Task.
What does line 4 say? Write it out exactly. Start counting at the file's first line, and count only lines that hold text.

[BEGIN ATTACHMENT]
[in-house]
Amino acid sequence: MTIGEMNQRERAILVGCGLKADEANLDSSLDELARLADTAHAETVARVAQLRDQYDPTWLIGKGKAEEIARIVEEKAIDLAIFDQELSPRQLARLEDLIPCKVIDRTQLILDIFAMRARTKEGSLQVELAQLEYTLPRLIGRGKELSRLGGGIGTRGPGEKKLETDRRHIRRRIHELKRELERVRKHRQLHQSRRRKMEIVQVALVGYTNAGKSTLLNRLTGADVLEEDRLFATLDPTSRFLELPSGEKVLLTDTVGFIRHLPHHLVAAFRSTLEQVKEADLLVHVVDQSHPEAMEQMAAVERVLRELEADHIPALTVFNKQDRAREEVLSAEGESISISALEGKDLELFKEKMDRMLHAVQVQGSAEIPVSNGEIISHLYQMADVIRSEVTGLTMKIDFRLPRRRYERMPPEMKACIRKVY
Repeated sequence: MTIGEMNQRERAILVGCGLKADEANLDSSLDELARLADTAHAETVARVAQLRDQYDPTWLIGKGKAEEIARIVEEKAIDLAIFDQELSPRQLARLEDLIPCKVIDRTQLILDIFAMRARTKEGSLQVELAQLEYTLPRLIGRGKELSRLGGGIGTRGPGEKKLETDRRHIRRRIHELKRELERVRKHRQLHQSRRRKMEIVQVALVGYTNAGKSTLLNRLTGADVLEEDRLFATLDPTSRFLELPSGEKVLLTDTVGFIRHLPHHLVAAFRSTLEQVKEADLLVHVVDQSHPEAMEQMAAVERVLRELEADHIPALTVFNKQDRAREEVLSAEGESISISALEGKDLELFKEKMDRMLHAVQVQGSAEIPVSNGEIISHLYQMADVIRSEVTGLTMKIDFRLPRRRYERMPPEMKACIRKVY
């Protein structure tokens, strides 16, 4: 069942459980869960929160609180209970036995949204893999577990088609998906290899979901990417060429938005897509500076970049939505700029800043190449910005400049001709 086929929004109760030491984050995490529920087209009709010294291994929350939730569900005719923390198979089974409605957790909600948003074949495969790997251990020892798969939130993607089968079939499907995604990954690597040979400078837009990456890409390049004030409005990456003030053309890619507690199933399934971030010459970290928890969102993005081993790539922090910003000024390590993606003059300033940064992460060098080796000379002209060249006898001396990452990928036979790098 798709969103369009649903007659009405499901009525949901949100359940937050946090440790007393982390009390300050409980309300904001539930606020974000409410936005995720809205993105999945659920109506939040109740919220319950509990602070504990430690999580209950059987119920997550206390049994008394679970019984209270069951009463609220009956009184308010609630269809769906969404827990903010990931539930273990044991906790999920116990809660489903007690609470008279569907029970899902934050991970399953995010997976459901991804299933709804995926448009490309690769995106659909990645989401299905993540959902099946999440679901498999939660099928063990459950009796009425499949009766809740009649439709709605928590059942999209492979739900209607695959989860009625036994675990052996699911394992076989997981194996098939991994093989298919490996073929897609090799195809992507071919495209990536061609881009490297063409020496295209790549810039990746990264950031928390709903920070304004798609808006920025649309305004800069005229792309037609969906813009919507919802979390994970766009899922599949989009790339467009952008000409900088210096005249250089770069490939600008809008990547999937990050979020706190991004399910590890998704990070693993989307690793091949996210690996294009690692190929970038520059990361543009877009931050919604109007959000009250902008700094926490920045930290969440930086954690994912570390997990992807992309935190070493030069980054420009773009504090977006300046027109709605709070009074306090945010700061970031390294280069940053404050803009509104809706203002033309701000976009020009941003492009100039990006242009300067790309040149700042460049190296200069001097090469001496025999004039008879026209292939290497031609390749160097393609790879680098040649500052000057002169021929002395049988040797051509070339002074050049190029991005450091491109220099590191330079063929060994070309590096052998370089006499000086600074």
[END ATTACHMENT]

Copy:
């Protein structure tokens, strides 16, 4: 069942459980869960929160609180209970036995949204893999577990088609998906290899979901990417060429938005897509500076970049939505700029800043190449910005400049001709 086929929004109760030491984050995490529920087209009709010294291994929350939730569900005719923390198979089974409605957790909600948003074949495969790997251990020892798969939130993607089968079939499907995604990954690597040979400078837009990456890409390049004030409005990456003030053309890619507690199933399934971030010459970290928890969102993005081993790539922090910003000024390590993606003059300033940064992460060098080796000379002209060249006898001396990452990928036979790098 798709969103369009649903007659009405499901009525949901949100359940937050946090440790007393982390009390300050409980309300904001539930606020974000409410936005995720809205993105999945659920109506939040109740919220319950509990602070504990430690999580209950059987119920997550206390049994008394679970019984209270069951009463609220009956009184308010609630269809769906969404827990903010990931539930273990044991906790999920116990809660489903007690609470008279569907029970899902934050991970399953995010997976459901991804299933709804995926448009490309690769995106659909990645989401299905993540959902099946999440679901498999939660099928063990459950009796009425499949009766809740009649439709709605928590059942999209492979739900209607695959989860009625036994675990052996699911394992076989997981194996098939991994093989298919490996073929897609090799195809992507071919495209990536061609881009490297063409020496295209790549810039990746990264950031928390709903920070304004798609808006920025649309305004800069005229792309037609969906813009919507919802979390994970766009899922599949989009790339467009952008000409900088210096005249250089770069490939600008809008990547999937990050979020706190991004399910590890998704990070693993989307690793091949996210690996294009690692190929970038520059990361543009877009931050919604109007959000009250902008700094926490920045930290969440930086954690994912570390997990992807992309935190070493030069980054420009773009504090977006300046027109709605709070009074306090945010700061970031390294280069940053404050803009509104809706203002033309701000976009020009941003492009100039990006242009300067790309040149700042460049190296200069001097090469001496025999004039008879026209292939290497031609390749160097393609790879680098040649500052000057002169021929002395049988040797051509070339002074050049190029991005450091491109220099590191330079063929060994070309590096052998370089006499000086600074």